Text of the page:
As for the other worlds, some follow the movie storylines and others are sequels to the movies. I like the idea of seeing how the characters of our favorite movies are doing after the events of the movies that made them notable.
If anything is going benefit from the long wait for KH3, it is the graphics. They are absolutely stunning. There are moments where the cutscenes will look exactly like the movies they come from, just with Sora, Donald, and Goofy included. Every time this happened, I was amazed. Everyone looks great and believable for the cartoonish style.
I don’t need to be the one to tell you Kingdom Hearts’ story makes no sense. It is more of the same with KH3. With how hype has been building up for the “conclusion” to this saga, there are still many questions. That is all I am going to go into it here, but I was disappointed with how some loose ends were tied up. Not necessarily for the events going forward, but for some of the events that had to do with past games and them coming together in the end. When you look at game’s like God of War that have an engaging, brilliantly told story, Kingdom Hearts does not hold up in 2019 writing-wise. I would hope going forward the writing is better purposed. When you have characters in your own game commenting about how the story doesn’t make sense, maybe it’s time to change things up a little.
Also, can we move past the cringey dialogue? Having Disney characters talk like they normally would and then having them say “Sora, Donald, Goofy” all out of place has never felt right. It feels like someone trying to mash bad anime writing into these scenarios. I don’t need Hercules to completely slow down his talking to know that the three characters I am going to be playing with the entire game are present.
Where are the Final Fantasy Characters?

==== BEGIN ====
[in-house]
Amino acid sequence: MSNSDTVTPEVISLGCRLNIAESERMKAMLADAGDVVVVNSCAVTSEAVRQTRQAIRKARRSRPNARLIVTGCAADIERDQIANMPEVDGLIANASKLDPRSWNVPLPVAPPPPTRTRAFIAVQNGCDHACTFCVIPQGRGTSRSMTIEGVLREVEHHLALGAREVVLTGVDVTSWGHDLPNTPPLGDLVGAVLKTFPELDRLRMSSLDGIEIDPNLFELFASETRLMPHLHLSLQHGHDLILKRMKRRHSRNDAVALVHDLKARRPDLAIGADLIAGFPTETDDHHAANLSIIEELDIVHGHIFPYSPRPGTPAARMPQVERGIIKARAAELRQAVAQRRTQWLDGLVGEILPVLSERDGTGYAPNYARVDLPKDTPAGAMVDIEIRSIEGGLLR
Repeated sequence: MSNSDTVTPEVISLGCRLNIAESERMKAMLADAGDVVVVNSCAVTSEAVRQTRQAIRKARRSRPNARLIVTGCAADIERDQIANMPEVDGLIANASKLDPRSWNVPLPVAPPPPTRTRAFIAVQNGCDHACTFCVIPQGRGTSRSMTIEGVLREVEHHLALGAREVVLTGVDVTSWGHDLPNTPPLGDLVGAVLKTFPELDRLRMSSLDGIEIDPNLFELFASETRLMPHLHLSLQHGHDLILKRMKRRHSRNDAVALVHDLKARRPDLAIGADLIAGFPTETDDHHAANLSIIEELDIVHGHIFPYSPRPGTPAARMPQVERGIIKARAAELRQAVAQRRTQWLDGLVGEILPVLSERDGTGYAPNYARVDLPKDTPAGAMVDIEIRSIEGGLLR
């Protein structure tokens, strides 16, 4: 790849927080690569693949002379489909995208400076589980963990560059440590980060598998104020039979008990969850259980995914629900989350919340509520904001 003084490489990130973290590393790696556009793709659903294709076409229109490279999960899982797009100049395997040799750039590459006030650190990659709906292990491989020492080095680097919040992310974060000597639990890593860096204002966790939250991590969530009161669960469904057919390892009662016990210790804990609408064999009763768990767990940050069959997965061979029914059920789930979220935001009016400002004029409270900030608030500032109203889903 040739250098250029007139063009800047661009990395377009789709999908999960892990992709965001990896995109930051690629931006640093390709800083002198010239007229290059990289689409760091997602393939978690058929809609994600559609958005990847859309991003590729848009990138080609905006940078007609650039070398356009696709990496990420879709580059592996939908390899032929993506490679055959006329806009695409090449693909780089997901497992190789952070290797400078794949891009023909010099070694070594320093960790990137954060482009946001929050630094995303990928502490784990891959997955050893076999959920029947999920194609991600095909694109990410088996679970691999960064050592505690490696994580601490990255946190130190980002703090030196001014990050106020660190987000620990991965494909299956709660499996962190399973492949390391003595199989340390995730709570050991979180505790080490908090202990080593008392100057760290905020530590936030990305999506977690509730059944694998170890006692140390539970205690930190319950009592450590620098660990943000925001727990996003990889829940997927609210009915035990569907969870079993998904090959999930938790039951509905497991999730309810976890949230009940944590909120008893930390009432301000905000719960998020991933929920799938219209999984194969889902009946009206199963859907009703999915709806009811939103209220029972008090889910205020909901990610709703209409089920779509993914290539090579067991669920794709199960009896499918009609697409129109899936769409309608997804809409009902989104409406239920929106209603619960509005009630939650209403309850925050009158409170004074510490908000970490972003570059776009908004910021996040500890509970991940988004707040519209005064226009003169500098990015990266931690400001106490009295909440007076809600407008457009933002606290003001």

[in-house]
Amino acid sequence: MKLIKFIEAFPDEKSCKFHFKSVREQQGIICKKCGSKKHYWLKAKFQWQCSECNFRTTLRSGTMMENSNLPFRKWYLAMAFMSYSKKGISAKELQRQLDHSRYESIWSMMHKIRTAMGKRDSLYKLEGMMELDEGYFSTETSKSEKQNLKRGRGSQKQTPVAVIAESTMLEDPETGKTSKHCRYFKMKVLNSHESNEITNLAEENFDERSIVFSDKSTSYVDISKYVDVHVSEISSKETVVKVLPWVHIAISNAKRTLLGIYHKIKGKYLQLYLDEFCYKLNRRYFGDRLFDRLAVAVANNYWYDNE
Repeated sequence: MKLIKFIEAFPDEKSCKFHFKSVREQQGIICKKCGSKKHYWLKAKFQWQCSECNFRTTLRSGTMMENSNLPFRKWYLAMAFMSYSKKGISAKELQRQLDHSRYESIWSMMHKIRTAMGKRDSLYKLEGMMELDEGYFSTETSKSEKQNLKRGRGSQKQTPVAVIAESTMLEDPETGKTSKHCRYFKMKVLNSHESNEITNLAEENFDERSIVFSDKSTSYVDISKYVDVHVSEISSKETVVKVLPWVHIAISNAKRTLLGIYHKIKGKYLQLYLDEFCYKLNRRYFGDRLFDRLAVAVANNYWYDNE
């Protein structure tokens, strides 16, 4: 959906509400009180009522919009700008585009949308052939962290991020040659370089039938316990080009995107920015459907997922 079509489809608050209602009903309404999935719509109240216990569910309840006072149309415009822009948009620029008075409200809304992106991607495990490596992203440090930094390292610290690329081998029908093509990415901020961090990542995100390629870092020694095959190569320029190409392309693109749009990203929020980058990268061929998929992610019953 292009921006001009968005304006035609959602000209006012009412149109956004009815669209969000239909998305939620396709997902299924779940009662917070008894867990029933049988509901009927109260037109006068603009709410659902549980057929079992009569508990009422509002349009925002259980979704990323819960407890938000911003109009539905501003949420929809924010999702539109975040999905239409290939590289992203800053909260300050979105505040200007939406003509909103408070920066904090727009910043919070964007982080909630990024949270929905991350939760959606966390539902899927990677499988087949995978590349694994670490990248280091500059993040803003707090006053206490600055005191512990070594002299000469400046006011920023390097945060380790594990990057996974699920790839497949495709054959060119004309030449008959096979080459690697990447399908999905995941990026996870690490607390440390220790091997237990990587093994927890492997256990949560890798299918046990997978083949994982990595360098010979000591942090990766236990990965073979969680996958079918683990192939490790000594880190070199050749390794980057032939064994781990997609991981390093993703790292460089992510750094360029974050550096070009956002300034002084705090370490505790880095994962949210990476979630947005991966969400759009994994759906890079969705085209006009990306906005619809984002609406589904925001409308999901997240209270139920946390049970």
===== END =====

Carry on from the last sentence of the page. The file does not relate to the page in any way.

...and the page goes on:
When someone tries to describe Kingdom Hearts to someone new, it is always the same description. It is a blend of Disney and Final Fantasy characters and worlds. However, Final Fantasy is largely missing from this game. Aside from Moogles in shops, there are no Final Fantasy characters in the game. Not even a mention of Leon, Yuffie, Cloud, and the others. No Sephiroth secret fight. Nothing. Sora even has conversations with a certain person from Radiant Garden multiple times through the game, and not once do any of them show up. As a guy that has never played through a Final Fantasy game, I am extremely disappointed in this. I cannot imagine how Final Fantasy fans feel.
100 Acre Wood
I truly loved most of the worlds. However, the return of 100 Acre Wood was completely unneeded. I have yet to return to it in my playthrough looking for treasure, but your entire time here during the story is out of place. To avoid spoilers, I will not go into why Sora returns to the 100 Acre Wood, but all you do while here is the same mini-game three times in a row. I much rather would have had this world cut and that extra time put into something else.
No Surprise Worlds
This final one will be quick, but I was disappointed there was no surprise worlds. The ending of the game I know has been the main draw for a while now, but if you have watched any trailers for this game, you know exactly what stories you are going to run through. Maybe it is a nitpick, but I wanted something extra.
While I will maintain the thought that 13 years is too long of a wait for any game, I very much enjoyed Kingdom Hearts III. It was exclusively all I played for a good few days to avoid spoilers from the internet. Hopefully we do not have to wait as long for Kingdom Hearts IV, but the third mainline game in the series is a great experience. So, to boil it down to a simple answer, was it worth the wait? NO. Nothing will ever be worth that long of a wait. Should you play it because it is truly a great game? YES. Absolutely.
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When John was 4 years-old, his mom bought a Nintendo 64 with Super Mario 64 and the rest is history. Since that day, John has fallen in love with countless gaming franchises and has dived deep into the varied experiences of the many different gaming worlds.
Nowadays, John has a beautiful daughter of his own who loves Minecraft, Pokémon, and the Lego games. John spends most of his gaming time playing Overwatch or whatever new game has caught his eye at the time.
Outside of gaming, John has just finished his online classes for Ashford University where he completed a Bachelor’s degree for Journalism and Mass Communication. He has also started a Youtube gaming channel and is teaching himself how to edit videos and co-hosts a small hour long gaming podcast called the Pixel Street Podcast.
With future goals of becoming a professional video game journalist, you can find John’s blogs on multiple websites.